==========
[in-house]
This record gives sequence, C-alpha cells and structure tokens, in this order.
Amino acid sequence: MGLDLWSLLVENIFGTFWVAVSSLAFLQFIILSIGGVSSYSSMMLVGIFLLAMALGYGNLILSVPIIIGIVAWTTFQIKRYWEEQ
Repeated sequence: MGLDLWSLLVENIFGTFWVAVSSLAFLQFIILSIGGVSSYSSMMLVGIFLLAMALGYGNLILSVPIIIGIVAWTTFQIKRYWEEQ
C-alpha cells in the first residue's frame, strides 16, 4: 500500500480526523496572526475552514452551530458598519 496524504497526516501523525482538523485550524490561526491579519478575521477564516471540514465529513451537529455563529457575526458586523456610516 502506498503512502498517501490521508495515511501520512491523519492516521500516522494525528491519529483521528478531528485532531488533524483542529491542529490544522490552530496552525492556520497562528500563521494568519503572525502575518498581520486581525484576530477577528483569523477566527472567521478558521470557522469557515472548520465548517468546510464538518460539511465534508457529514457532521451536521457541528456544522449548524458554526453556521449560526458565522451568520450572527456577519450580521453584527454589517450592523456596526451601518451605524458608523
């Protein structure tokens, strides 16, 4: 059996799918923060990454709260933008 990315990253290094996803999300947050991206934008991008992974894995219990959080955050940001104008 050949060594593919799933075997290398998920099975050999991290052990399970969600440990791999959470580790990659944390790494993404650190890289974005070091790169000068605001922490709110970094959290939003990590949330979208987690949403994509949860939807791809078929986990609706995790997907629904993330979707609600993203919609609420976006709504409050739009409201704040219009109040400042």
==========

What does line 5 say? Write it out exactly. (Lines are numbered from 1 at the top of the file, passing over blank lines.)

C-alpha cells in the first residue's frame, strides 16, 4: 500500500480526523496572526475552514452551530458598519 496524504497526516501523525482538523485550524490561526491579519478575521477564516471540514465529513451537529455563529457575526458586523456610516 502506498503512502498517501490521508495515511501520512491523519492516521500516522494525528491519529483521528478531528485532531488533524483542529491542529490544522490552530496552525492556520497562528500563521494568519503572525502575518498581520486581525484576530477577528483569523477566527472567521478558521470557522469557515472548520465548517468546510464538518460539511465534508457529514457532521451536521457541528456544522449548524458554526453556521449560526458565522451568520450572527456577519450580521453584527454589517450592523456596526451601518451605524458608523